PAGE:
Rio de Janeiro — Gen. Joao Baptista de Oliveira Figueiredo sounds for all the world like a champion of democracy as he begins today his final year as President of Brazil. ''I was aware of what was happening in my mandate when I committed myself to making this country a democracy,'' the President said in his state of the union address to the National Congress last week. ''I will not go back on a sworn commitment.''
Later on, he ventured, ''There has never been in this country so much liberty.''
But President Figueiredo may well be backpedaling as he takes his final bows. In ticking off an 11-point checklist of what Brazilians need in this era of crisis, he skipped over one popularly perceived necessity: the right to vote for the person who will succeed him in 1985.
That cause has in the last two months pulled together close to a million people in demonstrations from backwater Amazon towns to megalopoli like Sao Paulo and Rio de Janeiro.
The number may more than double by the time Congress votes on the constitutional amendment to reestablish direct presidential elections this April. The demonstrations have been massive, the largest recorded in a quarter century here.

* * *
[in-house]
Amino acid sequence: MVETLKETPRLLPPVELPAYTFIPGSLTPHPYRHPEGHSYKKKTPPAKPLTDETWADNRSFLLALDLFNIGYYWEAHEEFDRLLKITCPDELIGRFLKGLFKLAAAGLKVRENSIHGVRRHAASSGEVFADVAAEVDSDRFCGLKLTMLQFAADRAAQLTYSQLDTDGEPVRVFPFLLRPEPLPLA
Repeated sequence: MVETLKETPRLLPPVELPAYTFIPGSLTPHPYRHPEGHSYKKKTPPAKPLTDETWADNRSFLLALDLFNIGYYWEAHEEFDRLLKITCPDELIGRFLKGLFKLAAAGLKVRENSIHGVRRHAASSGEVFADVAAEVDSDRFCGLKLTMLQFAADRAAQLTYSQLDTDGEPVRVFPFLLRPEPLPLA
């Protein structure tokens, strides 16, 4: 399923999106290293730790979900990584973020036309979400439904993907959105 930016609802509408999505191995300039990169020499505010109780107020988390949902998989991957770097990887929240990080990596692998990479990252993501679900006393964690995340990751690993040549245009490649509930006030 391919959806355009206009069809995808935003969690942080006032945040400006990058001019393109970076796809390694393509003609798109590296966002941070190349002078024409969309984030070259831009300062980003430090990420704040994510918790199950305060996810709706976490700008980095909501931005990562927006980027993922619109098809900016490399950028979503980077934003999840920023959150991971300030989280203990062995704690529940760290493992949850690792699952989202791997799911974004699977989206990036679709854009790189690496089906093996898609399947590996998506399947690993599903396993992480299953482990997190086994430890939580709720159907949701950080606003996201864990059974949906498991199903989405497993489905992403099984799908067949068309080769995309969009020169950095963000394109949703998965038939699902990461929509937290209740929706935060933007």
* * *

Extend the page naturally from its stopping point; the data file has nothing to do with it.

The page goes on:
As though this were not enough, Figueiredo has also had to contend with a growing direct-vote sentiment in his own Social Democratic Party, whose dissidents rallied 30,000 people in Sao Paulo state last month.
This wave of popular politics has increasingly set on edge the country's military rulers whose plans for ''opening'' Brazil to democracy do not include direct presidential elections until 1988 or 1990.
In early February, a worried Figueiredo called in his party's four contesting presidential aspirants - two of whom are amenable to direct elections - for a huddle. In the process he linked the ''direct elections now'' campaign to ''communist'' agitation.
Nor has economic news been heartening. Inflation for February was well over 12 percent, or 230 percent annually, almost double official estimates for the month and the highest ever recorded. Also, a three-day strike last week at Brazil's largest steel mill has tested the government's new wage guidelines of limiting pay increases to 80 percent of the consumer price index.
The strike could be just the first in a series of political and economic skirmishes during the last year of President Figueiredo's embattled tenure.